Monday, March 18, 2013

A Few (Humble) Thoughts on Pope Francis

There has already been too much ink spilled analyzing the nascent pontificate of Pope Francis (And yes, I realize the irony that I'm adding to that ink. But, like everyone else, I think I have something valuable to contribute to the conversation).

So, first: I've noticed that the various perspectives fall into two camps.

On the one hand, there's the opinion that approaches Pope Francis with wide open arms. He is just what the Catholic Church needed. And the phrase that is thrown around quite frequently here is "He's humble." He's the people's Pope. He wades into large crowds [... like this guy-- and note the date] and greets everyone at the expense of his security detail; he has a history of sacrificially taking care of the poor and downtrodden, often at the expense of the trappings of high ecclesiastical office. As a Cardinal in Buenos Aires, it is often pointed out now, he took public transportation and lived in a small apartment where he took care of an elderly brother priest. As the Pope, he takes the bus instead of the limo, he dresses simply instead of donning the red shoes, cufflinks, and other traditional vestiture. He keeps at arm's length the visible finery that distinguishes him from the common man. For this camp, these actions are refreshing. To them, it is a sign that the Church does care for the everyman, that She does not wish to grow aloof from the world's problems, that there is a man in the Vatican who "gets it" and who has the integrity and intestinal fortitude to see that change-- how ever one might define that change-- will happen.

On the other hand, there's the opinion that approaches Pope Francis with caution. What was wrong with the finery? they ask. What was the matter with the way things were going? Should there not be an embrace of what has been traditionally done? This camp is a little worried. When Pope Francis talks about making the Church poor, they wonder: will such poverty result in a kind of iconoclasm that strips the Catholic Church of an evangelical power essential to its identity-- namely, beauty? Will the everyday replace the extraordinary? Will the common replace the sacred? They wonder whether Pope Francis' humility is misguided. That is: is it not also humble to submit oneself to the traditions that have come before, taking them on and allowing Christ to speak through them? Is that not true humility?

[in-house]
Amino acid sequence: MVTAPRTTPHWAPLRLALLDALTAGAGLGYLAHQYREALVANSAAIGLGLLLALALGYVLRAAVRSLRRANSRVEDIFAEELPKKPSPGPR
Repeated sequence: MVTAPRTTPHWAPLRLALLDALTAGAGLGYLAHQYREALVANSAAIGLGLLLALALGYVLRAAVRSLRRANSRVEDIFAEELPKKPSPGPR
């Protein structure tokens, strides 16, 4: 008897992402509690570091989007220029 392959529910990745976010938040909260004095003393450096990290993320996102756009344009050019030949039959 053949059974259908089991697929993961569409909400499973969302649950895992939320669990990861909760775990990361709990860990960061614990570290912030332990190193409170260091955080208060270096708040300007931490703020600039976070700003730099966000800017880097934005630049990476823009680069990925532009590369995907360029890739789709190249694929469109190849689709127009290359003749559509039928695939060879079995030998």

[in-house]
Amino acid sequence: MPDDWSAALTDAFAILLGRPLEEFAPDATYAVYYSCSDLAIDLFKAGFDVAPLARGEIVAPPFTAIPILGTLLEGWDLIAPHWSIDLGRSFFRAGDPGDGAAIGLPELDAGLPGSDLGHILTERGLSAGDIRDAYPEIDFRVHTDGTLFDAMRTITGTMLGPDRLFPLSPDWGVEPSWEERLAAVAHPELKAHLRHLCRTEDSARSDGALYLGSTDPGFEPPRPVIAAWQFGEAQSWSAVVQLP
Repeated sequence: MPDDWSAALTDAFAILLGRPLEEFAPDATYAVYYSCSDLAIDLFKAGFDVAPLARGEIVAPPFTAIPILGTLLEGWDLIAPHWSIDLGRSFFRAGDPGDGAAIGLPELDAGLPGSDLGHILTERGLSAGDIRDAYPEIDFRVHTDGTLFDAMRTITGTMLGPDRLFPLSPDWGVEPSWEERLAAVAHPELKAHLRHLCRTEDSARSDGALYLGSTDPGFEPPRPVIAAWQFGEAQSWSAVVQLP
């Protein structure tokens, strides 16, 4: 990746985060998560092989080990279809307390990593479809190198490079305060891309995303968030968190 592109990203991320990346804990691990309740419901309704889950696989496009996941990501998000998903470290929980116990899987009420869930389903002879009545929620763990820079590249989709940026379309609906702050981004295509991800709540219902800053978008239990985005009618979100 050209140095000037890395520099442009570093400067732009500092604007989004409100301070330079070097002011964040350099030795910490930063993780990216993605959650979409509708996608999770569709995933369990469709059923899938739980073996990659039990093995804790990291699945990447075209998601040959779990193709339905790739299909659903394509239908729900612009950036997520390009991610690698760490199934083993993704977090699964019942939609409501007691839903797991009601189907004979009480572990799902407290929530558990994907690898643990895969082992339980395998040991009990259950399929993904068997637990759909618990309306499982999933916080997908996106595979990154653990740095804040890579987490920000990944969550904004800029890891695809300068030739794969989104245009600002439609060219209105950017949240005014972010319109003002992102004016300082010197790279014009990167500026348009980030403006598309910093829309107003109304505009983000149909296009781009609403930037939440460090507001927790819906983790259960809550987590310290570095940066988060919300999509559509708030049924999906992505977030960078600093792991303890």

Whether you are in Camp Humility or Camp Cautious, I think it's safe to say that modern man, in his desire to know and understand first appearances that either jive or conflict with his worldview, ascribes a too-quick judgment and therefore misses out on the possibility of greater wisdom that could unfold over time.

But ok: Is there a change at the Vatican? Yes, his name is Pope Francis. And is he breaking with custom (and really it's custom more than tradition)? Yes, it seems as though he is. But, lest we forget: so did Pope Emeritus Benedict XVI, whose very name, now, evidences an innovation.

As with most things worth the wait, both camps are going to be surprised if they should wait and hold off judgment until the sheer passage of time allows for a greater sample set-- a sample which may, really, only be adequately taken years after any pontificate.

Certainly, those refreshed by Pope Francis' preference for the poor and his break with custom will be startled by his frank defense of traditional Catholic teaching to serve the poor. (Sorry Chris Matthews, but this Pope isn't going to overturn Humanae Vitae). The afterglow of the election of an everyman Pope will dissolve as reality will come into focus, namely that Pope Francis is a staunch supporter of Truth with a capital T. First impressions are critical here. And if the Pope's acts of humility have attracted many, maybe that attraction will have warmed a few hearts to receive the harder lessons to come.